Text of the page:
‘To mother up’ seems to point in several directions at once. To use the ordinary meaning first, the child from Haditha (Eman Waleed) quoted in the previous poem lost all members of her family, including her mother. Lynndie England, one of the perpetrators of abuse and torture at Abu Ghraib became pregnant during the time that she was stationed there. Saddam Hussein used the phrase ‘Mother of all Battles’ to refer to the start of the Gulf War in 1991. The OED gives a definition of to mother upon as “To attribute the authorship of (a work) to a woman; (also) to ascribe the origin of (something) to a person, a cause, etc” and Brigadier General Janis Karpinski (who was head of all Iraq prisons at the time) was demoted and reprimanded for dereliction of duty following the atrocities at Abu Ghraib. A mother can also refer to a gay man who acts as mentor to younger men. Prisoners at Abu Ghraib were forced to perform sexual acts on each other whilst their guards took pictures. A less common definition of ‘to mother’ is to become full of sediment or dregs, to become mouldy. In the UK, prisoners are often referred to as ‘the dregs of society’.
I think this use of ‘mother’ is one of those instances which deliberately invites different readings and responses which are, to some extent, dependent on the reader’s choice of emphasis. My own preference would give greater weight to Abu Ghraib rather than Haditha and also to bear in mind the possible connection between being overfull and becoming mouldy.
I’m going to stop there and leave the rest of the stanza for another occasion. I do however want to come back to the extend/extended problem mentioned earlier. ‘Hand even extend’ does seem quite different (in terms of sense) from ‘hand even extended’ and puts me in a bit of a quandry. Do I try and keep both alternatives in mind or do I choose one or the other? What might be my criteria for making this choice given the possible reasons for the difference outlined above or do I just accept that both versions are valid (whatever ‘valid’ might mean) and try to incorporate this further level of uncertainty into my understanding. Any assistance with this would be much appreciated but it also calls into question whether a work can ever be said to be finished or complete. Jean Genet once expressed the view that we can only evaluate someone’s work after he or she has died and I can see the sense in that but I’m also coming to the view that the published version of a poem should be viewed as the latest draft rather than anything definitive.
It’s just the sort of writer who demands our most meticulous attention who tends to keep fussing with the text, deferring the final recension.
Not sure how literally to take your comment about adding commas. There’s only the roughest of equivalences between pauses and commas, I think. (I wouldn’t make a pause before “I think” there.)
I am being a little facetious but it does occur to me that some additional clues for the longer sentences would be useful, especially in the later poems. When I get to the second half of the stanza I’ll try and show what I mean.
With regard to this ‘fussing with the text’ business it does raise questions about how to rank versions or am I being old-fashioned? This is also an issue for me because of Sutherland’s various drafts of the Odes sitting on my hard drive and the fact that I’ve written quite a lot about versions that are very different (in some areas) from the finished ‘product’.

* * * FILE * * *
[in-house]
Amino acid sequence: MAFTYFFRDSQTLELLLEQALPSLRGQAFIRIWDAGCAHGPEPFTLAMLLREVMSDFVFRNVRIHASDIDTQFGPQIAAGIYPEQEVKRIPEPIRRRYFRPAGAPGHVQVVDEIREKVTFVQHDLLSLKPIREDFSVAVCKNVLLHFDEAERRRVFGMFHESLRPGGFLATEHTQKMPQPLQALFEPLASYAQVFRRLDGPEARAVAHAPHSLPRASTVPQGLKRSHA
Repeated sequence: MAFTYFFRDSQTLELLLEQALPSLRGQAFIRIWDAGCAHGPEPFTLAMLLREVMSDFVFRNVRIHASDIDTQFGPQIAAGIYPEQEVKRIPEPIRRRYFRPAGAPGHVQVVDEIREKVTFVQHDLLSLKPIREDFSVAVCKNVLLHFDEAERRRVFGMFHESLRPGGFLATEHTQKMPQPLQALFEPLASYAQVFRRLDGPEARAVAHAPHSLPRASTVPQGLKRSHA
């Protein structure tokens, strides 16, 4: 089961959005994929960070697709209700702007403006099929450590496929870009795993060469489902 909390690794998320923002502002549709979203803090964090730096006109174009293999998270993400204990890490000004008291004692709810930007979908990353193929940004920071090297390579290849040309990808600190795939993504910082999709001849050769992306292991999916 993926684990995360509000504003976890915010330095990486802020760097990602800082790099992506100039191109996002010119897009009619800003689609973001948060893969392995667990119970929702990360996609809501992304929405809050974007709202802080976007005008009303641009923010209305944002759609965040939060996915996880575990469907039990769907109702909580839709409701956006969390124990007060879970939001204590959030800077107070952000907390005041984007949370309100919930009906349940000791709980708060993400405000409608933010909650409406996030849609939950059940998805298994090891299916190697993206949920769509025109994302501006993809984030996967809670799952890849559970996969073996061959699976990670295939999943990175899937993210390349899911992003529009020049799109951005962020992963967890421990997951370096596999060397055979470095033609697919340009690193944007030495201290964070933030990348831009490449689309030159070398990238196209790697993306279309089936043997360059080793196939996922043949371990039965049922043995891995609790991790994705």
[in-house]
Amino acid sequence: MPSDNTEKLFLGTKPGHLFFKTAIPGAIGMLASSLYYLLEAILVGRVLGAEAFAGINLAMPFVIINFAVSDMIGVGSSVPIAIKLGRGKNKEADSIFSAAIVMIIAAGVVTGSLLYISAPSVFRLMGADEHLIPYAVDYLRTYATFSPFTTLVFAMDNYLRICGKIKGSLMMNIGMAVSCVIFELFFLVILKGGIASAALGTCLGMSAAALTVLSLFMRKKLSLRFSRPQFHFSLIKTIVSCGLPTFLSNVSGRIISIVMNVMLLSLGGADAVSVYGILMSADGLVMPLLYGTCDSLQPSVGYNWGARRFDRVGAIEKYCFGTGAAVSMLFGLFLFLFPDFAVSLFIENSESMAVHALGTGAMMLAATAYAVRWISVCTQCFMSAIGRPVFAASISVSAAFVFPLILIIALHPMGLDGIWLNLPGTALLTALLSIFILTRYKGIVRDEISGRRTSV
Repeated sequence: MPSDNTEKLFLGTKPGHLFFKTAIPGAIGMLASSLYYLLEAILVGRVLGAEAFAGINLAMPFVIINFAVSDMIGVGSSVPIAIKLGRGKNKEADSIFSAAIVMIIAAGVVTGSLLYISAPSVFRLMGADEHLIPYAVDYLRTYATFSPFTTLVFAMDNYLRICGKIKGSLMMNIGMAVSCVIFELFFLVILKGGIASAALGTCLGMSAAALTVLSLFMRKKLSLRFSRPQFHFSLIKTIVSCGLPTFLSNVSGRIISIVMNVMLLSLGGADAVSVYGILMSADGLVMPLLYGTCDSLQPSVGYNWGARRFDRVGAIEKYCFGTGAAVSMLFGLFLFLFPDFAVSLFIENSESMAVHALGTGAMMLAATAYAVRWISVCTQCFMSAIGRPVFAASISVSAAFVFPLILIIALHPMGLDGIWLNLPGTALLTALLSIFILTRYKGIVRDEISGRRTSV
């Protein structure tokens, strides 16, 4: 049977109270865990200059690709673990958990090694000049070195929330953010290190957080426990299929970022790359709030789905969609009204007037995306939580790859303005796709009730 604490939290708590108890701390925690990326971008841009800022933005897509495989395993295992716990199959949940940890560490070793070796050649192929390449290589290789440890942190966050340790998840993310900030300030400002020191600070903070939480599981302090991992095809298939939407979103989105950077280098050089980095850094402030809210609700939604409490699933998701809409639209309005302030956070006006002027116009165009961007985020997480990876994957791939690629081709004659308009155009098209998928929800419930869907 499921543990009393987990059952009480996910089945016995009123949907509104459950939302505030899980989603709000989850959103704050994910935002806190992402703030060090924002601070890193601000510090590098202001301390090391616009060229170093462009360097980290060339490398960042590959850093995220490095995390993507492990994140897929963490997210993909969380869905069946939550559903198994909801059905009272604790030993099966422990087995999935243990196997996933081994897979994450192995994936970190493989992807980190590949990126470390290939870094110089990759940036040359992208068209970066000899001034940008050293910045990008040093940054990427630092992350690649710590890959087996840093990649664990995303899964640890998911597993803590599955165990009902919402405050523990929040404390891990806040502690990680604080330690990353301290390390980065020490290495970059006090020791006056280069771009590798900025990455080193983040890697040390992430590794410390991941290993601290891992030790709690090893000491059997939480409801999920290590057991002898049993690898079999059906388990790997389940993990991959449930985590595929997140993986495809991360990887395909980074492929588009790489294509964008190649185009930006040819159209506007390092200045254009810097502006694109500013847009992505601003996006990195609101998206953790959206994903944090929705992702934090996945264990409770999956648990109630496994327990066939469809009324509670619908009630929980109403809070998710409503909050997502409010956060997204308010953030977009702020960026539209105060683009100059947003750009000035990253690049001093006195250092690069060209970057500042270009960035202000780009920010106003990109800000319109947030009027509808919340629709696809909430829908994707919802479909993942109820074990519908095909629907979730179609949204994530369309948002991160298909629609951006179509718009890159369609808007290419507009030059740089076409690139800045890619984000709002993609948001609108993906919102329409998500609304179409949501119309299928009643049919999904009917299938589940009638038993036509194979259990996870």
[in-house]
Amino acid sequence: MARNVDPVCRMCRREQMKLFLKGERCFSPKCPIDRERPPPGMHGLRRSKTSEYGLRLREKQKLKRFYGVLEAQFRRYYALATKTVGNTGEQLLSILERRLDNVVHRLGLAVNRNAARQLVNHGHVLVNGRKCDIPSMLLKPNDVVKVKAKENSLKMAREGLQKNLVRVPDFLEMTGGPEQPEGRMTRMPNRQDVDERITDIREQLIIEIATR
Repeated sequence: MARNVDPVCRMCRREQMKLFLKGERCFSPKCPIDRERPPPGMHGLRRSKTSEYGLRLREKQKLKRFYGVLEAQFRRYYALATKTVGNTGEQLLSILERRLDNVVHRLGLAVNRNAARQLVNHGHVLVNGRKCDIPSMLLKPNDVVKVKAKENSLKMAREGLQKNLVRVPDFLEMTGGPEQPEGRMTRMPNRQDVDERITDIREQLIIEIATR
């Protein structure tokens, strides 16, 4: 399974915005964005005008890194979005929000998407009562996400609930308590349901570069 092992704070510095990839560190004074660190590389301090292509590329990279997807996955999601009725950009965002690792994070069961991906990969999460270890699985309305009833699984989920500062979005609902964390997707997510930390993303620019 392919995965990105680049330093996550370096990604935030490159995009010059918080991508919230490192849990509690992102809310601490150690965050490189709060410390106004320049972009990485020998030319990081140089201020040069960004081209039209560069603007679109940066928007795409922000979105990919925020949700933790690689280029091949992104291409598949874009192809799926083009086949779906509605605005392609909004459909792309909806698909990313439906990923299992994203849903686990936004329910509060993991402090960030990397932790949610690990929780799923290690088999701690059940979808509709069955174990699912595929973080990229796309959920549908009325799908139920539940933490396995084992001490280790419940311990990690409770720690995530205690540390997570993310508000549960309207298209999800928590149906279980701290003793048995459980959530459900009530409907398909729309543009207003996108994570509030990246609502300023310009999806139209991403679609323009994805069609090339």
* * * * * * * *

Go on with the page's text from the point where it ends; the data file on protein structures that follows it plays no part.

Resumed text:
Neil Pattison also made the observation that he viewed the recording of a particular reading as more ‘authentic’ than the published text- although I’ve never checked to see if the two match up.
I don’t have a good answer. Consider your favorite poet, Wordsworth, and the radically different versions of The Prelude. (True, it’s a special case because he held off publishing it, but I believe he revised published poems too.) Or, in prose, Henry James — when he had the chance to republish his novels, he substantially rewrote them, more drastically in the case of the earlier ones: generally the original texts are preferred, but the revisions are at least interesting. (Or Bruckner — the emblematic crux is the cymbal crash in the slow movement of the 7th, but the problem goes much further.)
Practically I suppose this means that if you write on Prynne (or any poet who’s been successful but not yet rigorously edited) you have to lay out your textual assumptions before any exegesis.
I know that my favourite poet was a chronic reviser and Prynne is exceptionally keen on him. Missing out the penultimate stanza and the changes in the other words as well as ‘extend’ may of course be to underline the point about the unreliability of poetry readings… He should read ‘Streak Willing’ to see if there are any changes there as well. At the beginning of the reading he says that there are 23 stanzas when there are only 22 and he misses one of these out- is this revision or game-playing?
Revision, game-playing, or a simple error. Even God couldn’t keep the order of the commandments straight.
Also worth noting: the choice of nouns that can be read as verbs and vice versa is close to a well-known feature of Anglo-American headline writing. It’s one that leads to puzzles in interpretation — garden-path sentences of the form known (on Language Log, at least) as crash blossoms. “May axes Labour police beat pledge” is their most concise classic (naturally from the Guardian).
Handy summary, starting off appropriately with the Brownings.
“As the word count drops, the likelihood of ambiguity increases.” Doesn’t just apply to headlines but also to the increasing austerity in late Prynne and Celan (Sub-songs excepted (probably) )
Yes, it’s a risk not just for copy-editors but for poets inclined to follow Bunting’s “cut out every word you dare”.
I wonder what’s the first instance, in English poetry, of deliberate ambiguity as to parts of speech. Shakespeare obviously gloried in repurposing words, but I don’t know a case where he teases you like Hopkins with “where springs not fail”.
Edmund Spenser reveled in ‘amending’ the language, I’m currently paying attention to the Mutability cantos so I’ll see if there’s any examples…..